In the past few years we’ve become a much more organized IT department, focused on the implementation and support of our Electronic Health Records (EHR). This is partly due to the emphasis around the need for EHRs to improve patient safety and reduce costs, along with the related Meaningful Use dollars that were attainable if implemented correctly. Now we need to go from “supporting” to “creating”, and that requires readjustment of a mindset and staff allocations. This transition has been occurring for the last year or so and will continue for the next few years at a minimum. Innovation is the key to moving forward and making progress with today’s problems. Difficult problems aren’t going to be solved by doing things the same way we’ve done them years ago. We need to look at doing things in a whole new way and be open to drastically changing those around us and ourselves.
Advice for the Budding CIOs
I think it’s critically important to stay in touch with what’s happening in your industry, what’s new in technology, and what’s happening with the colleagues you work with. Losing contact with any one of those can put you at a disadvantage. The more you know and can demonstrate to your colleagues, the more they will respect you and the decisions you will make. The more you get involved in Leadership, the less you can do on your own. So making sure your colleagues are engaged, feel they can be open with you, and are willing to think differently, the better you all will perform.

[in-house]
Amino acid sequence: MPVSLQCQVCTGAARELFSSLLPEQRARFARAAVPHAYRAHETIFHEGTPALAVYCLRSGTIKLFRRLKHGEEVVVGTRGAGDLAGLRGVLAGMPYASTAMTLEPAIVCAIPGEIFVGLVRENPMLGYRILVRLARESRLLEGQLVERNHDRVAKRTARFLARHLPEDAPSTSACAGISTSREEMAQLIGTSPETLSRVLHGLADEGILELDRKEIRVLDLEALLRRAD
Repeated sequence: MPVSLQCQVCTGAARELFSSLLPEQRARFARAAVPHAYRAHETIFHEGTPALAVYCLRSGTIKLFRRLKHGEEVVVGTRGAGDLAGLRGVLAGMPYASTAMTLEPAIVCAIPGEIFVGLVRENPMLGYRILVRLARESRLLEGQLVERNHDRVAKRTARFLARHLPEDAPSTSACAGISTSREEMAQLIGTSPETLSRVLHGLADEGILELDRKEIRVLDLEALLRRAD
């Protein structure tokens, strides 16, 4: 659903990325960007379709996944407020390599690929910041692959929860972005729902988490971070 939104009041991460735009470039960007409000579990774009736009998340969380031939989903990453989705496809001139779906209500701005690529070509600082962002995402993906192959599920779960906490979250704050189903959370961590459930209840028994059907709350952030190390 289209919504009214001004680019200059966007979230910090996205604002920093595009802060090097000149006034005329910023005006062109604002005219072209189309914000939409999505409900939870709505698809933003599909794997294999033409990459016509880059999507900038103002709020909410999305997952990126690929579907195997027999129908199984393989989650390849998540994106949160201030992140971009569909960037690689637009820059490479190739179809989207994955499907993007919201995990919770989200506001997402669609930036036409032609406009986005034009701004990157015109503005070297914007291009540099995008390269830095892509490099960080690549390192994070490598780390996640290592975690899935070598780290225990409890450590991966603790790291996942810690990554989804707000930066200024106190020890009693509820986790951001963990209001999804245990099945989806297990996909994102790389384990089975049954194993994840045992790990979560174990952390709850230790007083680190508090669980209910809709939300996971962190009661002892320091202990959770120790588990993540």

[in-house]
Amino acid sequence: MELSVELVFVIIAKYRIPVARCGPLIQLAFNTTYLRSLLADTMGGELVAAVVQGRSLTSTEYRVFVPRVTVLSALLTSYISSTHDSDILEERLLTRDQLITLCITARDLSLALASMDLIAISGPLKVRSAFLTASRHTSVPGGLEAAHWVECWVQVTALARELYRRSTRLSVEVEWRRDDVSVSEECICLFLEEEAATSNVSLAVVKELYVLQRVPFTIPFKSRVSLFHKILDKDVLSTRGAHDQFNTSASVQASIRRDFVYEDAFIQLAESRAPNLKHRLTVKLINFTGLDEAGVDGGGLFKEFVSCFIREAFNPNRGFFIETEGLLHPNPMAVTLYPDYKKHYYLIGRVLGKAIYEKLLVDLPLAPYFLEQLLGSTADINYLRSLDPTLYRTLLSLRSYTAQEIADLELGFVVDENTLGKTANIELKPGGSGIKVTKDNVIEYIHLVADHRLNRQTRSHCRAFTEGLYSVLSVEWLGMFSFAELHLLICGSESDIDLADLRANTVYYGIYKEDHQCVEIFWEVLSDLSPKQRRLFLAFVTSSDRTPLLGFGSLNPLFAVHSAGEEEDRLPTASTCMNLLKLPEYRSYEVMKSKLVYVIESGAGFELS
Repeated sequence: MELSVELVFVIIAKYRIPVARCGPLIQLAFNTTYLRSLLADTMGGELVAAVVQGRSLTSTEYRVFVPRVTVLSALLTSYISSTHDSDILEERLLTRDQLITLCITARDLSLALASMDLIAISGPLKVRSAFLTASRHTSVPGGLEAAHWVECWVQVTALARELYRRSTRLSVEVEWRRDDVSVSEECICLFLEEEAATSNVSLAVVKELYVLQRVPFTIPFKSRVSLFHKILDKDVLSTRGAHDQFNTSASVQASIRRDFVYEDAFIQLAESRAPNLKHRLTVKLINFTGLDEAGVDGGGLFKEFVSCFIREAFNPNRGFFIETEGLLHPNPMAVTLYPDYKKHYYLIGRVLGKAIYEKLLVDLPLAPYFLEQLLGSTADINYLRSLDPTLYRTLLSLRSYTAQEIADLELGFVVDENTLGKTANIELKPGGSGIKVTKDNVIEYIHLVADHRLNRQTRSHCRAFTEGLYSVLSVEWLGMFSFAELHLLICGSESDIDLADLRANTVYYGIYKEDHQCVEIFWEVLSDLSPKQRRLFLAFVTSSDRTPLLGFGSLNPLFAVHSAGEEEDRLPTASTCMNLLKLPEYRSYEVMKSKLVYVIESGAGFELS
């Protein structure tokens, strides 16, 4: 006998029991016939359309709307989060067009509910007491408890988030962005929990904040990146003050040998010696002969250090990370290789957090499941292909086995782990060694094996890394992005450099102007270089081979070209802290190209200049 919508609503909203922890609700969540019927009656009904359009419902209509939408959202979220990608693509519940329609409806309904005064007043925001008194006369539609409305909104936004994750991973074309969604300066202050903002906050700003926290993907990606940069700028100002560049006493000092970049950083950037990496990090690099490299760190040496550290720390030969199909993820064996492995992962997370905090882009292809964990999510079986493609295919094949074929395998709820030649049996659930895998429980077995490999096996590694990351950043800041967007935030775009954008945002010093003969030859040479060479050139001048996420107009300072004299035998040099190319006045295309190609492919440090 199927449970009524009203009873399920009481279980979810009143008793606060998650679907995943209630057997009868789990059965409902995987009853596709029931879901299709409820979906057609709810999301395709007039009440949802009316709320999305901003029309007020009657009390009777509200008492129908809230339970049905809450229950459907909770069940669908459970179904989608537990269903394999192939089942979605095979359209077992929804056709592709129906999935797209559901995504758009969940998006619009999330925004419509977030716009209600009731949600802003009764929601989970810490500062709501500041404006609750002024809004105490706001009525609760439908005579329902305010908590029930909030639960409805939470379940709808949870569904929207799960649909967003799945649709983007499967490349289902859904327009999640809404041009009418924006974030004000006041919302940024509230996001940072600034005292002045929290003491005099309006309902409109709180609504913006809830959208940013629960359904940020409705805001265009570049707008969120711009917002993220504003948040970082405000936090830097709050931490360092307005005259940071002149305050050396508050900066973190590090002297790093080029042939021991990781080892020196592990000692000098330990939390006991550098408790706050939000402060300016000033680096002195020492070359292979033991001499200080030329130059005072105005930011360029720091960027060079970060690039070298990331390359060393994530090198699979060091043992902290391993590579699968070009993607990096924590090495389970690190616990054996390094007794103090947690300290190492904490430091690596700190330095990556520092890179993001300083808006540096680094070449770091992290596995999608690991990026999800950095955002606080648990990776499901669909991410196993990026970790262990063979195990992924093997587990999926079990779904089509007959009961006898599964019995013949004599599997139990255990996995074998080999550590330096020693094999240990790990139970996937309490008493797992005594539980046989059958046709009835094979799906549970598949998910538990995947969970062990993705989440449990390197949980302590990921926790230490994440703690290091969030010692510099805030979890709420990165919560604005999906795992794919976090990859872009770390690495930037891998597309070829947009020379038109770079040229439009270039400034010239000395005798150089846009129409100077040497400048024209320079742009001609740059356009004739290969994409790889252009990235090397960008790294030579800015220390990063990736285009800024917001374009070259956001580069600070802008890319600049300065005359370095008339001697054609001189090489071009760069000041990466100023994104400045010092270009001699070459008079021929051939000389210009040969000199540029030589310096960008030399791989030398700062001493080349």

Courtney Fisher-Lewis, Associate CIO, Saint Luke’s Health System & Ex-Sr. Director, IS Program Management, Children’s Mercy Hospital David Chou, SVP & CIO, Harris Health System & Ex-Chief Information & Digital Officer, Children’s Mercy Hospital